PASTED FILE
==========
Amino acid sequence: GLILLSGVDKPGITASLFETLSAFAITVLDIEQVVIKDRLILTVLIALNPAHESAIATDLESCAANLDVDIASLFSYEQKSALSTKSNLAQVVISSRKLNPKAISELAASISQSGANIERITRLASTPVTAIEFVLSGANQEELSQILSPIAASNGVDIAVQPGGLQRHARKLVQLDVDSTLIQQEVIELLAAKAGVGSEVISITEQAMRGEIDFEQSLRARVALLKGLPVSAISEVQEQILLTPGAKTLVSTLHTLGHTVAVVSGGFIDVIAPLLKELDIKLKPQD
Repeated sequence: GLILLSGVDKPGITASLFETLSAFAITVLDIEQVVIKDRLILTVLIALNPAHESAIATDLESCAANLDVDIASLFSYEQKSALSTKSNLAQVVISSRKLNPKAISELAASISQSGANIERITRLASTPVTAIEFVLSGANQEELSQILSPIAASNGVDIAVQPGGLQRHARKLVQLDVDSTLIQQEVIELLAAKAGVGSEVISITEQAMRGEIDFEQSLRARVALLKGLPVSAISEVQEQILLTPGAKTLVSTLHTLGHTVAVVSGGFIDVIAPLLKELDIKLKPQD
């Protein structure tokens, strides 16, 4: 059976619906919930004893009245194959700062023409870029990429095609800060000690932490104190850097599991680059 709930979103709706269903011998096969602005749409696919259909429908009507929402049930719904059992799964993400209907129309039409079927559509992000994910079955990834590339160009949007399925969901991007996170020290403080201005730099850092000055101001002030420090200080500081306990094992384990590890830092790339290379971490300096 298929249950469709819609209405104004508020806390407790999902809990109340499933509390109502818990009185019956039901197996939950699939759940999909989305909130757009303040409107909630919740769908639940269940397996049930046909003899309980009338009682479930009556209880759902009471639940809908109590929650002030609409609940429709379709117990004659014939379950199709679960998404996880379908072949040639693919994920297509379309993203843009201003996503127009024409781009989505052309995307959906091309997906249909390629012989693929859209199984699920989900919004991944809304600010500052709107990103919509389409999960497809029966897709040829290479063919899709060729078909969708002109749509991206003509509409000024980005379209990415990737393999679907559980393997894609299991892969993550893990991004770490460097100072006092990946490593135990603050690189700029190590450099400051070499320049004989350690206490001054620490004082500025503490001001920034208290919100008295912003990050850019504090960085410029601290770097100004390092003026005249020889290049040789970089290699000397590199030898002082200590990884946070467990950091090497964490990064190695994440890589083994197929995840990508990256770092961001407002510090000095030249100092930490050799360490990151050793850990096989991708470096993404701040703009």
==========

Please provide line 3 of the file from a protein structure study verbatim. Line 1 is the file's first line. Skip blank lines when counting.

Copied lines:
């Protein structure tokens, strides 16, 4: 059976619906919930004893009245194959700062023409870029990429095609800060000690932490104190850097599991680059 709930979103709706269903011998096969602005749409696919259909429908009507929402049930719904059992799964993400209907129309039409079927559509992000994910079955990834590339160009949007399925969901991007996170020290403080201005730099850092000055101001002030420090200080500081306990094992384990590890830092790339290379971490300096 298929249950469709819609209405104004508020806390407790999902809990109340499933509390109502818990009185019956039901197996939950699939759940999909989305909130757009303040409107909630919740769908639940269940397996049930046909003899309980009338009682479930009556209880759902009471639940809908109590929650002030609409609940429709379709117990004659014939379950199709679960998404996880379908072949040639693919994920297509379309993203843009201003996503127009024409781009989505052309995307959906091309997906249909390629012989693929859209199984699920989900919004991944809304600010500052709107990103919509389409999960497809029966897709040829290479063919899709060729078909969708002109749509991206003509509409000024980005379209990415990737393999679907559980393997894609299991892969993550893990991004770490460097100072006092990946490593135990603050690189700029190590450099400051070499320049004989350690206490001054620490004082500025503490001001920034208290919100008295912003990050850019504090960085410029601290770097100004390092003026005249020889290049040789970089290699000397590199030898002082200590990884946070467990950091090497964490990064190695994440890589083994197929995840990508990256770092961001407002510090000095030249100092930490050799360490990151050793850990096989991708470096993404701040703009």